Wednesday, June 29, 2022
Contact    |    RSS icon Twitter icon Facebook icon  
You are viewing: Home > News > Space & Astronomy > News story
Welcome Guest ( Login or Register )  

Did you know that you can now support us on Patreon ?

You can subscribe for less than the cost of a cup of coffee - and we'll even throw in a range of exclusive perks as a way to say thank you.
Space & Astronomy

EmDrive space engine test passes peer review

November 22, 2016 | Comment icon 19 comments

EmDrive has the potential to send humans to Mars within 70 days. Image Credit: NASA
NASA's 'impossible' propulsion system continues to intrigue as it receives its first peer-reviewed paper.
The research, which we wrote about back in September, has now finally been published, thus paving the way for further investigation in to the unusual properties of the mysterious EmDrive.

The perplexing propulsion system, which was first developed back in 2001 by aerospace engineer Roger Shawyer, works by bouncing microwaves around inside a canonical chamber.

Somehow the drive appears to generate thrust without producing any sort of exhaust, something that scientists argue is in direct violation of Newton's Third Law of Motion.

In the new paper, researchers from the NASA-affiliated Eagleworks lab confirmed that the drive was producing thrust and maintained that they had accounted for all possible errors that could explain how it was managing to do so without emitting anything.
While their research isn't conclusive proof that the drive really does work, it is an important step forward and is likely to lead to further investigation in the near future.

"NASA is looking forward to the scientific discussions with the broader technical community that will occur based on the publication of the Eagleworks team's experimental findings," said Jay Bolden at NASA's Johnson Space Center.

"This is part of what NASA does in exploring the unknown, and the agency is committed to and focused on the priorities and investments identified by the NASA Strategic Space Technology Investment Plan."

"Through these investments, NASA will develop the capabilities necessary to send humans farther into space than ever before."

Source: Astronomy Magazine | Comments (19)

Recent comments on this story
Comment icon #10 Posted by coolguy 6 years ago
Very cool lets hope we see this in our life time
Comment icon #11 Posted by DieChecker 6 years ago
Hopefully when the ship has it's first test the Vulcans will come down and invite us into the Federation. I've heard several reasons on how this works, and I'm wondering which theory will be correct.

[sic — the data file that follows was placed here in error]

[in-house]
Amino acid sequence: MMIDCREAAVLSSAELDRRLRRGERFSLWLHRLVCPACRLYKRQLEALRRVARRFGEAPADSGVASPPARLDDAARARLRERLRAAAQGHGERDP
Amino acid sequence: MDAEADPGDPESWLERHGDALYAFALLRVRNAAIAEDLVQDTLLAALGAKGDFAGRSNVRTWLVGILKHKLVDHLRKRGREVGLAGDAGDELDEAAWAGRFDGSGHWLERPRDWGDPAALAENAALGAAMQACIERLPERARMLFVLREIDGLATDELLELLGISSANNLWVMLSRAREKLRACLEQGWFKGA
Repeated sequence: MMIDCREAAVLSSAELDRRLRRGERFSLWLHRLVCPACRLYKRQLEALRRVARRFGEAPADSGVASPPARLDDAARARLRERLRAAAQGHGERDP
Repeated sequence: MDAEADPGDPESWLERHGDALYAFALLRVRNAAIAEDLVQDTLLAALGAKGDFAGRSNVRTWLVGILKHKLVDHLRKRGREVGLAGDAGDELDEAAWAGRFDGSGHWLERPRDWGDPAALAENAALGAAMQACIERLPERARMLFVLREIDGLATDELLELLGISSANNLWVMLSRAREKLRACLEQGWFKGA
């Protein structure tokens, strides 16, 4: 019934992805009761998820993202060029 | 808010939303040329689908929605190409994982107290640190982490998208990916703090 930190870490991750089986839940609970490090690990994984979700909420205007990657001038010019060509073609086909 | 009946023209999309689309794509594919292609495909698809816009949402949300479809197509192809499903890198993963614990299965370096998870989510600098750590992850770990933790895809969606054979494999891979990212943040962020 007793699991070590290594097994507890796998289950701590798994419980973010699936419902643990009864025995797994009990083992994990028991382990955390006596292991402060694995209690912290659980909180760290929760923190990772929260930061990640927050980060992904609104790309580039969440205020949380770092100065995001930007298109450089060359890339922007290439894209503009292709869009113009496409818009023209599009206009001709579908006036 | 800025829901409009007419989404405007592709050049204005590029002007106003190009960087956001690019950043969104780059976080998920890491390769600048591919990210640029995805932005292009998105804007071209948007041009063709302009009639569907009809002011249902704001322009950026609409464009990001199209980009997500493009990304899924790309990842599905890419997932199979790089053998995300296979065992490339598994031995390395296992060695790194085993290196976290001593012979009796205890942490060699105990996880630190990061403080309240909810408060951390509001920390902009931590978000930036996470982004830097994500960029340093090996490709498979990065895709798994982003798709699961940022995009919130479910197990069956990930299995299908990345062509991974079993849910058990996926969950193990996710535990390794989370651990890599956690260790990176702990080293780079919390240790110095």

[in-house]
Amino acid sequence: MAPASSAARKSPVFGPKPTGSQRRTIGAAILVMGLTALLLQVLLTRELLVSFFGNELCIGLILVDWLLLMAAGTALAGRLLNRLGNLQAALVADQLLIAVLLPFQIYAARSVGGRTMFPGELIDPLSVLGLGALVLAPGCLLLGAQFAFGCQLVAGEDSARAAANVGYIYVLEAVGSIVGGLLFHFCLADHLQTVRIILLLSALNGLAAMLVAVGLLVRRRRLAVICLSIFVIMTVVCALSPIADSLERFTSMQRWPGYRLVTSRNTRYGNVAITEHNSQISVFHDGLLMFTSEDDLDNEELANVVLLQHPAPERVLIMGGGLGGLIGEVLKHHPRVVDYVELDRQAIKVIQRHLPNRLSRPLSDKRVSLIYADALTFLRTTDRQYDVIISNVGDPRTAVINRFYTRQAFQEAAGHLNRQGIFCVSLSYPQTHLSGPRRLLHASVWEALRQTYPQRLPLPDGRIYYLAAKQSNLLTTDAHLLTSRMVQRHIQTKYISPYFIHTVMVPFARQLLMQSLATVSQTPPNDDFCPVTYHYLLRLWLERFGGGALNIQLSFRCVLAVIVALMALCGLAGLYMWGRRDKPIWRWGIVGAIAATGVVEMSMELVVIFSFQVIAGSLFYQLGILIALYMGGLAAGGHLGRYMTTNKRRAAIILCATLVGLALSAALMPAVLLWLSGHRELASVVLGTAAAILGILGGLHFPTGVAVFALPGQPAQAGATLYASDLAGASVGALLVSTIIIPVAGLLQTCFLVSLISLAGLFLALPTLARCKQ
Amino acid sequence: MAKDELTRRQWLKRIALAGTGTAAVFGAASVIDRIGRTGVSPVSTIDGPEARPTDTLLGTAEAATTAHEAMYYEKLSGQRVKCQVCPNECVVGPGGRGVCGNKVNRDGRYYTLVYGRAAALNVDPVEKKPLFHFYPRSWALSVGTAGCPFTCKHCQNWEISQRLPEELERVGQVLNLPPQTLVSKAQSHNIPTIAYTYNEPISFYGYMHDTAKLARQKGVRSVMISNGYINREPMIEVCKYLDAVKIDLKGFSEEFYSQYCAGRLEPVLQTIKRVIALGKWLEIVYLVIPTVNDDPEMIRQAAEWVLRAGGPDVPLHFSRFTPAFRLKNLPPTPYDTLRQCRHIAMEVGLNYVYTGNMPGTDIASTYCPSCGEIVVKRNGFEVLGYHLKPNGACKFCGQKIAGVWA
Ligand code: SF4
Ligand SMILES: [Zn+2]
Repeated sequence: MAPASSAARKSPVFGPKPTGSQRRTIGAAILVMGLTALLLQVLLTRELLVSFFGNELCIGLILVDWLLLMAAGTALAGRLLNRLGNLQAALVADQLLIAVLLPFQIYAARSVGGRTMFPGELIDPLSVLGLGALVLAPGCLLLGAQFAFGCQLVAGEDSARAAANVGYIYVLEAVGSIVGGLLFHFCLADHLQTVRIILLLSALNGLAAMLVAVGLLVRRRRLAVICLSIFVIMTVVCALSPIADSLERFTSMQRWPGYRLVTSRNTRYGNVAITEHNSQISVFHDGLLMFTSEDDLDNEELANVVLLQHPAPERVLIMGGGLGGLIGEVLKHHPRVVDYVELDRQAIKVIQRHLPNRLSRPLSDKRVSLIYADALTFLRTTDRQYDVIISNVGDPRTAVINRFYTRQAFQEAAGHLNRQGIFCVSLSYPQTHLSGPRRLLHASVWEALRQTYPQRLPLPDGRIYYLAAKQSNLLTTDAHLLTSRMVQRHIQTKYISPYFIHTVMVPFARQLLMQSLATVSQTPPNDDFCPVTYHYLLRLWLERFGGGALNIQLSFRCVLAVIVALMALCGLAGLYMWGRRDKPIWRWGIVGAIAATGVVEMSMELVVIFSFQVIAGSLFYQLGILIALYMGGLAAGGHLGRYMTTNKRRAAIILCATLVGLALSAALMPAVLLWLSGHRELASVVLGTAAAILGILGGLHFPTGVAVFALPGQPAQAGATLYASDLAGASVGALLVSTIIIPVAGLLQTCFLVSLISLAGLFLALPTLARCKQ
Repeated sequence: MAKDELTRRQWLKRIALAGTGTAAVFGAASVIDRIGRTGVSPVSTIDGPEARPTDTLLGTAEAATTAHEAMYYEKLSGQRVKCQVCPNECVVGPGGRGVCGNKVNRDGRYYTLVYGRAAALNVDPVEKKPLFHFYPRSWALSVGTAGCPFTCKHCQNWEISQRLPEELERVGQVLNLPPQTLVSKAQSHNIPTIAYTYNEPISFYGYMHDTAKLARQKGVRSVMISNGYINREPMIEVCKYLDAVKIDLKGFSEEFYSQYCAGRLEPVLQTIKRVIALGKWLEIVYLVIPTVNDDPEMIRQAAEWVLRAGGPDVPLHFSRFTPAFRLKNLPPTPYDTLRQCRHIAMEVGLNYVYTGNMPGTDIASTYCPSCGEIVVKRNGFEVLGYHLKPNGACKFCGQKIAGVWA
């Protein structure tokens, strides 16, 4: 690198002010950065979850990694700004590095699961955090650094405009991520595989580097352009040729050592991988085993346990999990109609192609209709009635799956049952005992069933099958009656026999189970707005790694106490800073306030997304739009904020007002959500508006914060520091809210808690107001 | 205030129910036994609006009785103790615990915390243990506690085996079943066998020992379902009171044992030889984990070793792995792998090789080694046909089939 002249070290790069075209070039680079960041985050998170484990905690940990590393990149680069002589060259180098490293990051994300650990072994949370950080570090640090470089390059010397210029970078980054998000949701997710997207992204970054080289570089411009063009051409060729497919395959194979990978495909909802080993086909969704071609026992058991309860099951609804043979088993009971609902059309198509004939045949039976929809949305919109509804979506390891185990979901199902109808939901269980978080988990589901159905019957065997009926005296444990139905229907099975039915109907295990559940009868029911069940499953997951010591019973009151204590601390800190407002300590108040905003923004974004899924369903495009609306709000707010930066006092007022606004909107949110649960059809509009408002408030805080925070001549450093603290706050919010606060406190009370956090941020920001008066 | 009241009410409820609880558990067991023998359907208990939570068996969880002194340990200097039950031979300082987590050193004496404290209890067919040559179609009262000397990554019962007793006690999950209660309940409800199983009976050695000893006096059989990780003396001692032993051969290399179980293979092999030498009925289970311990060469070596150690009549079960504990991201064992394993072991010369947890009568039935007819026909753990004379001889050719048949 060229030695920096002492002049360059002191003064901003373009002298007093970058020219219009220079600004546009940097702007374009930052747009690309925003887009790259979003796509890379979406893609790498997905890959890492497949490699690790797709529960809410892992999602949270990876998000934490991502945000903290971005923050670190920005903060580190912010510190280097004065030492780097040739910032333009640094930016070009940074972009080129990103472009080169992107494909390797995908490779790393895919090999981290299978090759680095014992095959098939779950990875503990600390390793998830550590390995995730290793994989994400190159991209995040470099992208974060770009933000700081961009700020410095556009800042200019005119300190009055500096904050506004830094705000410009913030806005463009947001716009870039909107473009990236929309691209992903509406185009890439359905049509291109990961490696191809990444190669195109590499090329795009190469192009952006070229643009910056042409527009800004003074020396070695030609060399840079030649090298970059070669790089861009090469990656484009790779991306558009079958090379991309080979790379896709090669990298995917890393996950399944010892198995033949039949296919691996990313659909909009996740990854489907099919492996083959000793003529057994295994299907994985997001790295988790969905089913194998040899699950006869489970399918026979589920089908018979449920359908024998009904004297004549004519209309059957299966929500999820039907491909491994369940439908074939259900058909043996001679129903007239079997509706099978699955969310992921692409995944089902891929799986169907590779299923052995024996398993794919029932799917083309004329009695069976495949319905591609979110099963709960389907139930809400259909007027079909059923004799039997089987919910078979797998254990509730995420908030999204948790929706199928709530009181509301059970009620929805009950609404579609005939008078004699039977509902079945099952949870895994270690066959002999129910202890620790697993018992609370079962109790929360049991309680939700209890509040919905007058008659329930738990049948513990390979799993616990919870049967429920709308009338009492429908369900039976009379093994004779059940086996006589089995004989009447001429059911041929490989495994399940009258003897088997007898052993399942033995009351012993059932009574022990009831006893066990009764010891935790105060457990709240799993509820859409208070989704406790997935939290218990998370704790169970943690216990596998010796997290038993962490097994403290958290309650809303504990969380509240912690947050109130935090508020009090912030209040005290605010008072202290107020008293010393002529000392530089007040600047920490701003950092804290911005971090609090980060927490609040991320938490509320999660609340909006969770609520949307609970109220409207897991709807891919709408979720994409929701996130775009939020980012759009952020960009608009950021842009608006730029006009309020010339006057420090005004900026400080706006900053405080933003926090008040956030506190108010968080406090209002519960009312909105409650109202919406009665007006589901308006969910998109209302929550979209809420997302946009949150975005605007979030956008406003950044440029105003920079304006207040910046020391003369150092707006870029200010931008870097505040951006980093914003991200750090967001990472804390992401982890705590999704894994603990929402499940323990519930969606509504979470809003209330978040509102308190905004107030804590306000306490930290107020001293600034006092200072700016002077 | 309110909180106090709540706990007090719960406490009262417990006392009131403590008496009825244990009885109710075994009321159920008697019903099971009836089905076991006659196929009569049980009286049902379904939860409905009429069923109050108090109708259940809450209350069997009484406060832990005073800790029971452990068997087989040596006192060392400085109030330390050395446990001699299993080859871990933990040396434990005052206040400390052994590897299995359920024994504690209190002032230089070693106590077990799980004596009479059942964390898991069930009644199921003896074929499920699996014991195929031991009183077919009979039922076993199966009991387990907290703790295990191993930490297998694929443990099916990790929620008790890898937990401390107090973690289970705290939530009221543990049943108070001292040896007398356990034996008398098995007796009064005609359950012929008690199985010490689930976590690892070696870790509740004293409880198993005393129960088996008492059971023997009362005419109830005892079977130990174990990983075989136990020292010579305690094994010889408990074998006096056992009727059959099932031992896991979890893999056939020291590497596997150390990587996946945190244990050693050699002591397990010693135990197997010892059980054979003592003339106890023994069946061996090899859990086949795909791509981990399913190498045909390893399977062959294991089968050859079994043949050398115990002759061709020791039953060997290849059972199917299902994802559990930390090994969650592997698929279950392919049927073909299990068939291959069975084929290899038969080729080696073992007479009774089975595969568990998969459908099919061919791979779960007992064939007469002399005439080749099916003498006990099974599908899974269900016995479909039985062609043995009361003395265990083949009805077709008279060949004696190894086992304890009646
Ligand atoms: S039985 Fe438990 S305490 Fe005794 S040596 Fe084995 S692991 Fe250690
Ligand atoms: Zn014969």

Comment icon #12 Posted by GiganticManchild 6 years ago
Attach it to a vessel and try it out!!
Comment icon #13 Posted by danielost 6 years ago
humans don't want to send robots.  we want to feel the soil run through our fingers, or gloved fingers as the case might be.
Comment icon #14 Posted by danielost 6 years ago
they need to convence those layman who hold the purse strings.
Comment icon #15 Posted by Waspie_Dwarf 6 years ago
No they really don't. The layman does not get to vote on individual NASA projects. You don;t get a say on which planets NASA sends probes to, which experiments it carries out on the ISS. You vote for a government which approves NASA's budget and that is it. Scientists withi9n the space community will determine if this works and is worth pursuing,not the layman.
Comment icon #16 Posted by Why not 6 years ago
I'm more interested in just how it could possible work. If in fact it does break the laws as we think we know them, what else is out there that we don't understand. I mean we think Newtons law of motion was carved in stone and if we come to find out it is not, then what else?     Pretty cool
Comment icon #17 Posted by Derek Willis 6 years ago
When the team repeat the experiment after taking into account comments from the reviewers - one of which is bound to be the difficulties with the heat sink - and if they can still produce thrust, then this will become interesting.
Comment icon #18 Posted by danielost 6 years ago
i meant congressmen.  most of them are laymen.
Comment icon #19 Posted by paperdyer 6 years ago
Sounds like a good base for a movie....OOPS already been done - Star Trek: First Contact!  Live long and Prosper.

Please Login or Register to post a comment.

 Total Posts: 7,286,256    Topics: 299,735    Members: 197,545

 Not a member yet ? Click here to join - registration is free and only takes a moment!
Recent news and articles